Canadian Historical Review author, Lisa Pasolli, explores the Child Care dilemma for Canadian Mothers during WWII

March 30, 2015

Written by guest blogger, Lisa Pasolli

JDuring the Second World War, thirty-four day care centres in Ontario and Quebec were established under the Dominion-Provincial Wartime Day Nurseries Agreement (WDNA). This shared federal-provincial funding of child care services was unprecedented in Canada, and federal officials insisted throughout the war that the agreement was no more than a temporary measure to mobilize a much-needed labour force. Accordingly, the agreement was cancelled at the end of the war and federal funding was withdrawn. In a stable postwar society, the thinking went, mothers should stay home to look after their young children.

The reality for many mothers, however, was that their wartime work was not simply a patriotic service, but an economic necessity. One 1945 survey revealed that almost ninety percent of mothers who used Toronto’s wartime day nurseries intended to continue working “indefinitely” after the war for financial reasons. The closure of the nurseries meant that many of them would be left without safe and accessible child care options. One mother, in a letter to minister of labour Humphrey Mitchell urging him to keep the nurseries open, underlined the continued importance of public child care to working-class families like hers. “I ask you, Mr. Mitchell,” she implored, “is the emergency over?”

As this mother’s plea reminds us, the story of wartime child care goes beyond the mobilization/demobilization narrative of the WDNA. The wartime child care dilemmas of many Canadian mothers were not simply a consequence of patriotic war service, but of their ongoing struggles to work for their families’ survival. Though these mothers may not have been the targets of the government day nurseries, the introduction of the WDNA and the debates about its potential implementation had ramifications for the ways in which the child care needs of all mothers were understood. Throughout the war, social workers, women’s groups, and many others put forward alternatives to the federal government’s limited vision of publicly-funded child care, and advocated for a comprehensive system of public day nurseries as a fixer of social ills, as an anti-poverty strategy, as an educational innovation, and even as the right of all working women.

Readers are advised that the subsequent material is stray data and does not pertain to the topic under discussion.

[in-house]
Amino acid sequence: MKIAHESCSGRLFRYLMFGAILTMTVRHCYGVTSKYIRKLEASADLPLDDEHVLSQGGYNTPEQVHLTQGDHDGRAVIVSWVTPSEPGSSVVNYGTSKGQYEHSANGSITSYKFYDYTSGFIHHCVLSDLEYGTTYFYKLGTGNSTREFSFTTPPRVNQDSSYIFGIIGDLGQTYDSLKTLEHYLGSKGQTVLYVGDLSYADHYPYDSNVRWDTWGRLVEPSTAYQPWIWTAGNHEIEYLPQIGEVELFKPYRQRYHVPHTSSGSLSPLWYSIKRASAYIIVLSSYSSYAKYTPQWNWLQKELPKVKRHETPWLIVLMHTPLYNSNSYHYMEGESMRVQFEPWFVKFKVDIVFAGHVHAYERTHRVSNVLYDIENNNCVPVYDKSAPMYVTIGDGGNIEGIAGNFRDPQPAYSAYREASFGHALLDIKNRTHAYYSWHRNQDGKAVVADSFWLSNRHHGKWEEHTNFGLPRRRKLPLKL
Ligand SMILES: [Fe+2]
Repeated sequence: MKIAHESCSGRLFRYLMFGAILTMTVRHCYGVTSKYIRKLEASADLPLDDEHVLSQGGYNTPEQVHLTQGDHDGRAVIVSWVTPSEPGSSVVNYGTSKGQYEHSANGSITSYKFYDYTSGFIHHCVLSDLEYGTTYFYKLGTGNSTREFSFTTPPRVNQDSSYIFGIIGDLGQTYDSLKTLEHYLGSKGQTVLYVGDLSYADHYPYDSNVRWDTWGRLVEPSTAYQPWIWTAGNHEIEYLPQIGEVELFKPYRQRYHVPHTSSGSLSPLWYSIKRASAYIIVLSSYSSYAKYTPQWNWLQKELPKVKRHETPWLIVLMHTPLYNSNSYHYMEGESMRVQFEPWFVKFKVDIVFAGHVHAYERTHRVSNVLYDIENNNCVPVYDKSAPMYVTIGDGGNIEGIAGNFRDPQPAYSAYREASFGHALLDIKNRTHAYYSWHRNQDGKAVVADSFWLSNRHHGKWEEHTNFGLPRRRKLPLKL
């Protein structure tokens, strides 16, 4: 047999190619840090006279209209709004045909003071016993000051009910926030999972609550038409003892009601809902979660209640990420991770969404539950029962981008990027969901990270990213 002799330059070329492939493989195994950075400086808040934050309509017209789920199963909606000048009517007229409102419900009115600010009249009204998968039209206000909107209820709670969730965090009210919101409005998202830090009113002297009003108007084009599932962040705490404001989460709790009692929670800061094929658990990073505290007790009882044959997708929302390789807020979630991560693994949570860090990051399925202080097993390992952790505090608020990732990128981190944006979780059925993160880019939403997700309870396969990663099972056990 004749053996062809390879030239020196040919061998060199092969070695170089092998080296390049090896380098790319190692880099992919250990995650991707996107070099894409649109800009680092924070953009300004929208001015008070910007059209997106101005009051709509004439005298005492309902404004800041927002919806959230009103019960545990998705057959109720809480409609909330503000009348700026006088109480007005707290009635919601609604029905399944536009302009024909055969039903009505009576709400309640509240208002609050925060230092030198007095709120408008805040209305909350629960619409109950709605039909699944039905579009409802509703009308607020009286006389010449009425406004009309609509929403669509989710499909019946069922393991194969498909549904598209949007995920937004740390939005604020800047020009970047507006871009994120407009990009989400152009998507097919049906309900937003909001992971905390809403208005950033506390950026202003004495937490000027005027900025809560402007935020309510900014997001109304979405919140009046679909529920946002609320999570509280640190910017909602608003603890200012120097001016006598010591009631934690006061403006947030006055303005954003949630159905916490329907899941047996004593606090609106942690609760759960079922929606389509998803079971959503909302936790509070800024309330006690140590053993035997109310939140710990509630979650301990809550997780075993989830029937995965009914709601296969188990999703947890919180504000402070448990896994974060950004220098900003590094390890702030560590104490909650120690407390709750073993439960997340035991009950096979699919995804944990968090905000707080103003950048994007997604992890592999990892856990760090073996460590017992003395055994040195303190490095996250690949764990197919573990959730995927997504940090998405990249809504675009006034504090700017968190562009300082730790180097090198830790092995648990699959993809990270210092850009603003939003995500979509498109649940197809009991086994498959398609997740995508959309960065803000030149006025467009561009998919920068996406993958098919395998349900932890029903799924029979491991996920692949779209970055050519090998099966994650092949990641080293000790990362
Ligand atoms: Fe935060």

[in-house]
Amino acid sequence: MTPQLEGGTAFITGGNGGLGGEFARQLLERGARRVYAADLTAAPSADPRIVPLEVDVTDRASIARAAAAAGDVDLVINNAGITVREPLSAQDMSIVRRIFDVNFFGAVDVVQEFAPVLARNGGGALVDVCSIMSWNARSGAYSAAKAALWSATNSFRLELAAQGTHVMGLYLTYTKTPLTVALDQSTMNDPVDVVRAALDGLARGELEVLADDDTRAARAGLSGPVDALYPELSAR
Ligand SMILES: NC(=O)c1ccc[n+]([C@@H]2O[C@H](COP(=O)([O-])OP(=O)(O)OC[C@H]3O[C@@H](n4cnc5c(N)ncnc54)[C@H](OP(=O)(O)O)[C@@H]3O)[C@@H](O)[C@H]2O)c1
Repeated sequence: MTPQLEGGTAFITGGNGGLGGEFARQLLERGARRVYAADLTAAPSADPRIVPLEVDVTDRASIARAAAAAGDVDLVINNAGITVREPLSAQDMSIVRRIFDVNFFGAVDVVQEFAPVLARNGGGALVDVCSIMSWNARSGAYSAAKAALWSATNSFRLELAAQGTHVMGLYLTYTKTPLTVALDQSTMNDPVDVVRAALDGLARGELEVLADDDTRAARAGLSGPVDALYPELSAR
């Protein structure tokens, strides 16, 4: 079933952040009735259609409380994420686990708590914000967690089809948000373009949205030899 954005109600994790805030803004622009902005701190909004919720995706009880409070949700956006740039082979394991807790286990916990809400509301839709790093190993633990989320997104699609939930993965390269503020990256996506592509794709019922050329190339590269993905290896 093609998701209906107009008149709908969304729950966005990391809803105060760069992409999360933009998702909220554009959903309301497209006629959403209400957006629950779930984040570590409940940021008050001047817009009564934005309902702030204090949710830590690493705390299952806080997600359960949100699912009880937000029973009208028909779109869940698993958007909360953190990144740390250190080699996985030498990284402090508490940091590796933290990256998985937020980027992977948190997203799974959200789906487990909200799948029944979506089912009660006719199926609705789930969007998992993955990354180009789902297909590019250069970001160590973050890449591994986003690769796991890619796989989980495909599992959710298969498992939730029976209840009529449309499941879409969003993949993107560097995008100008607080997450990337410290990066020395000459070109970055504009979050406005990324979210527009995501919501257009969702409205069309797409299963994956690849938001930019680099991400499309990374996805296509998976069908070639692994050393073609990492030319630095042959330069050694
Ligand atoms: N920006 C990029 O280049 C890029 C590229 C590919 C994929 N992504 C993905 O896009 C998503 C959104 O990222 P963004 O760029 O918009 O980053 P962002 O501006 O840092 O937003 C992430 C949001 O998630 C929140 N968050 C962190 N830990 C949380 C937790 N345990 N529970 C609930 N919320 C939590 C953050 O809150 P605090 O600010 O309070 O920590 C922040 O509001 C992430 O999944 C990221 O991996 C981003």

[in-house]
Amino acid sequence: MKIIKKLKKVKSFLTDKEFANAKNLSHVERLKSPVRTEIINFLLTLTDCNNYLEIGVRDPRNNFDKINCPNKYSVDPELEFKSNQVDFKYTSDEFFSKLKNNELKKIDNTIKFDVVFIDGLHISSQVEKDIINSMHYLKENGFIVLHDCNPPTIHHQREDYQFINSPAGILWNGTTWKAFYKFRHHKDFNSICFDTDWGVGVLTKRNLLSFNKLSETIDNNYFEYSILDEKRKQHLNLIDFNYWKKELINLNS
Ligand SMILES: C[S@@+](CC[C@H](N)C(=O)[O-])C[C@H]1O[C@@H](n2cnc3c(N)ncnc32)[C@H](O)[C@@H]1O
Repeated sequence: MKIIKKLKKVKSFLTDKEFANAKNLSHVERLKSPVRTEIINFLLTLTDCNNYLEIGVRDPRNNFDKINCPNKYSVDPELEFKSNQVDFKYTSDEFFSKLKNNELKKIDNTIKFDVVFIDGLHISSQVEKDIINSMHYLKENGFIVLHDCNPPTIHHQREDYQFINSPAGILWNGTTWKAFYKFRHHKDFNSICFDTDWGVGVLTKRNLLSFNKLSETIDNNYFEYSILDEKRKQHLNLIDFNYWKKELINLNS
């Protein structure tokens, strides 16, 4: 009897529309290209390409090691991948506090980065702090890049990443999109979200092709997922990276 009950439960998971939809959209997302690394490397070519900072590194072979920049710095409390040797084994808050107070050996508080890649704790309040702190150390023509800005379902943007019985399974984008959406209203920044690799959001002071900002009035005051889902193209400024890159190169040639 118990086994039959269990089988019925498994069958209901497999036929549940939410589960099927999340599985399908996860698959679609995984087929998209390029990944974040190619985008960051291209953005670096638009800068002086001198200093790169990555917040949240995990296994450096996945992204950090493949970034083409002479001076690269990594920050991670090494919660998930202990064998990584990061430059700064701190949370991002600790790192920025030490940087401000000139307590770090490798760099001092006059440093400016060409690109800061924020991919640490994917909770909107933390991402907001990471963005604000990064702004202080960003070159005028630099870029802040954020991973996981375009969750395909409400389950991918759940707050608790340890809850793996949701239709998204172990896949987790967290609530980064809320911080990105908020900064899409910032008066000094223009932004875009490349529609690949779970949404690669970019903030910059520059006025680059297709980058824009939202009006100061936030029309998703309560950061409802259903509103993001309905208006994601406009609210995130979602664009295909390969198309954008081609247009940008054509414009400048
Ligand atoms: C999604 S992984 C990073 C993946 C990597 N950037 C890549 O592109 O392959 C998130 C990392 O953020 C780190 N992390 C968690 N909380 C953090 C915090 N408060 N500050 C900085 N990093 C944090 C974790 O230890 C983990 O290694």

There has been lots of scholarly attention paid to the administrative details of the Wartime Day Nurseries Agreement – and rightfully so, since it still represents the only instance of direct federal support for child care in Canada. However, it is also important to consider this wider context of wartime child care, and all the historical actors that were engaged in debates about the meanings and purposes of publicly-funded child care. A closer examination of those debates shows that federal, provincial, and local officials were enmeshed in a complex web of child care politics that had long been playing out in communities around the country, and that would continue to play out long after the war ended. In other words, the WDNA was a catalyst that brought to light intersecting and often-competing objectives around welfare, education, labour force, and gender policy. Echoes of those competing visions continue to resonate in contemporary debates about a publicly-funded child care strategy in Canada.

Lisa Pasolli’s  “I ask you, Mr. Mitchell, is the emergency over?”: Debating Day Nurseries in the Second World War can be found in the latest issue of the Canadian Historical Review. Click Here to Read.

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